Architect, designer and art director Andrew Trotter is no stranger to Puglia’s soulful beauty; his Barcelona-based studio has designed several houses in Puglia, including Borgo Gallana and Masseria Moroseta, which channel the region’s vernacular heritage through his signature style of crisp elegance. For Casa Maiora, a new four-bedroom house in Carovigno, Trotter takes a break from rural Puglia’s whitewashed vaulted building typology that characterise his previous projects turning instead for inspiration to the villas that dot the coastline, in particular their grand colonnades, spacious verandas and earthy tones. Combining large open spaces punctuated with wide windows and spacious outdoor living areas, and exuding an air of lightness and calmness thanks to an understated design language of muted colours, natural materials and sparse yet soulful furniture, the house proves that simplicity, when done right, can make for a powerful architectural statement.
Perched on the highest point of the property’s land plot so as to capture the best sea views, the one-storey building harmoniously blends in with the Puglian landscape thanks to its low-slung rectilinear volumes and earthy tones. Built out of tufo, a local type of sandstone in shades of yellow and green, the structure was painted with a completely natural powdery pink lime wash by local craftspeople.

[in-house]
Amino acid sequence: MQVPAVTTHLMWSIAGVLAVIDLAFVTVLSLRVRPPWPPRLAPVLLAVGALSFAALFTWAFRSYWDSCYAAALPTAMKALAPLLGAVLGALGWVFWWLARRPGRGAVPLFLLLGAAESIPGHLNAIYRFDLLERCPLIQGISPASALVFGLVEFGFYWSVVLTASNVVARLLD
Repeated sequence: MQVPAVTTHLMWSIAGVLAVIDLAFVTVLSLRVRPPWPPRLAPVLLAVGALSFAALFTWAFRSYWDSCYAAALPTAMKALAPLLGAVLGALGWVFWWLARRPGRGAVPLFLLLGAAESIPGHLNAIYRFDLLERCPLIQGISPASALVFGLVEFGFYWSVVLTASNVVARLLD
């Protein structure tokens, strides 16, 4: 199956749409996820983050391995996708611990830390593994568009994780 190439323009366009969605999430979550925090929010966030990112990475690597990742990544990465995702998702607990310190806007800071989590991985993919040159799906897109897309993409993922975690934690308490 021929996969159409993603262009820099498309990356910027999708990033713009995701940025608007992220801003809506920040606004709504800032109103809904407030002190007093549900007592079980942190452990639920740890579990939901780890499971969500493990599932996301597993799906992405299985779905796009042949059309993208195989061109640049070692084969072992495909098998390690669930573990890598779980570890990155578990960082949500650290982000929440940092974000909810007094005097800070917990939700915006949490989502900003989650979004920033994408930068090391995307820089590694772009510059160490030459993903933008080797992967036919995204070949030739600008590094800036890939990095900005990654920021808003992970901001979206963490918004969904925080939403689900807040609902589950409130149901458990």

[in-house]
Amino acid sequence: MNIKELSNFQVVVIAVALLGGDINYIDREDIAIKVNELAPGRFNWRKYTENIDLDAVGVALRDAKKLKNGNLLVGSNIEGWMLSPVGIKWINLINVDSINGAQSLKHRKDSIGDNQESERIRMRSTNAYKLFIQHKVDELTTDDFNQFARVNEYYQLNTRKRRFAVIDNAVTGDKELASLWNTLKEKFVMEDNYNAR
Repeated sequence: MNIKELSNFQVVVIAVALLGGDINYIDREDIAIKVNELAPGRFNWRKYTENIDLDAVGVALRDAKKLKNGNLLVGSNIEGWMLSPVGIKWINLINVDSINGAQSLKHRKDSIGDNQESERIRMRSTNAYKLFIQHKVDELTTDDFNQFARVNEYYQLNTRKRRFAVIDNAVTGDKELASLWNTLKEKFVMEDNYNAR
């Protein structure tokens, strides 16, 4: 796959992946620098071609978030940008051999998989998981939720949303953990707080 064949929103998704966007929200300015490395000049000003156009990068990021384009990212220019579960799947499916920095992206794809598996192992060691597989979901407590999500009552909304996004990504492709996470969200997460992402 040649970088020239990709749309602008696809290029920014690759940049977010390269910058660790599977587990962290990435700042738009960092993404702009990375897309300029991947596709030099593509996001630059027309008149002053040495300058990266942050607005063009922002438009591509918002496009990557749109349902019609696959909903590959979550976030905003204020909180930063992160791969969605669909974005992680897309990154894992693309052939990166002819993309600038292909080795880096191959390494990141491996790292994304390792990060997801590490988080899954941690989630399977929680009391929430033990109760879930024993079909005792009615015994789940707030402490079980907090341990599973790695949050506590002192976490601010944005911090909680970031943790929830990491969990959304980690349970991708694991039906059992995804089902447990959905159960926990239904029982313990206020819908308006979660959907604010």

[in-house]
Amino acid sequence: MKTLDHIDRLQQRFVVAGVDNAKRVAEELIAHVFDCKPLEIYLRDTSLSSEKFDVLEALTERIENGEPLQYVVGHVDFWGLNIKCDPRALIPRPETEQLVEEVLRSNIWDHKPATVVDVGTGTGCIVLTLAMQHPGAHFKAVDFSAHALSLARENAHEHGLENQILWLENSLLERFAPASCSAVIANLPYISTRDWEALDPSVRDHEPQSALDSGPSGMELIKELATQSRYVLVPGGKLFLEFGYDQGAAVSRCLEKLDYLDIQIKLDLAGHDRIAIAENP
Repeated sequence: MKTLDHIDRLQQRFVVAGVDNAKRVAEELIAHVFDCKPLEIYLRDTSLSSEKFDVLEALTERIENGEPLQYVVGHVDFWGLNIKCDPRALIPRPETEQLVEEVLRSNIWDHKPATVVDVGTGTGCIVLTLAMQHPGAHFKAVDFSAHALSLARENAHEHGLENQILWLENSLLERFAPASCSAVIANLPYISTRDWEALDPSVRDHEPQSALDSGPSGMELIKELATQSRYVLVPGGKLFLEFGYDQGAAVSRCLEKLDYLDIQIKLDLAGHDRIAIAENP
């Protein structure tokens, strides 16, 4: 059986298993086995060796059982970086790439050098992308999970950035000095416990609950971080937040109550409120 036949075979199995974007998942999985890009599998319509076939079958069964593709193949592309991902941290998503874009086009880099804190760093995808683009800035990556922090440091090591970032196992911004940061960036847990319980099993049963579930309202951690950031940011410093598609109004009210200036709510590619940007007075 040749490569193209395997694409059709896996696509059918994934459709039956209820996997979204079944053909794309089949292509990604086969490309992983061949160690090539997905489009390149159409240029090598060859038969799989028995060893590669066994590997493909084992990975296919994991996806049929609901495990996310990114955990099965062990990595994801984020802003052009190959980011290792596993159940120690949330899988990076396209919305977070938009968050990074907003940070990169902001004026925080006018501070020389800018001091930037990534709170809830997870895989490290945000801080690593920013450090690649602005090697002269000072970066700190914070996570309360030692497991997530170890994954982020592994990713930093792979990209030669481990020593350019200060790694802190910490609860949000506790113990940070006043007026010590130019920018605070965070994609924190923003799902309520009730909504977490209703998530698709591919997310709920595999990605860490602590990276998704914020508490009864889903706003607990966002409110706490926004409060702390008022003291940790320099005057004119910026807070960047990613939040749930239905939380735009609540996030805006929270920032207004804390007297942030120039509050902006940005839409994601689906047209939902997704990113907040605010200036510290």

Designed as a family house that can also be rented, outdoor summer living and connecting to the surrounding nature was high on the client’s brief, executed through the plethora of large openings along with a spacious veranda that extends along the building’s south facing side. Covered in thick cane, and reminiscent of the souks in Marrakech, the pergola provides ample shade from the midsummer sun, making the veranda the perfect place to relax, eat lunch or take an afternoon siesta.
The exterior’s light earthy tones continue inside the house where a sense of minimalist gracefulness prevails. Stone-paved floors and limewashed walls imbue the interiors with understated vernacular soulfulness while large Crittall-style windows and patio doors inject a subtle sense of modernity also ensuring that the abundant views and natural lighting can be enjoyed throughout the house. A bespoke terrazzo countertop in the kitchen and the use of “cocciopesto” in the bathrooms, an ancient building material obtained by grinding natural clays, further underline Trotter’s penchant for traditional materials and techniques. The handpicked mix of vintage tables, chairs, ceramics and lamps sourced from local markets and artisanal shops, combined with contemporary pieces from brands such as Frama and DCW éditions further enhance the project’s ascetic elegance.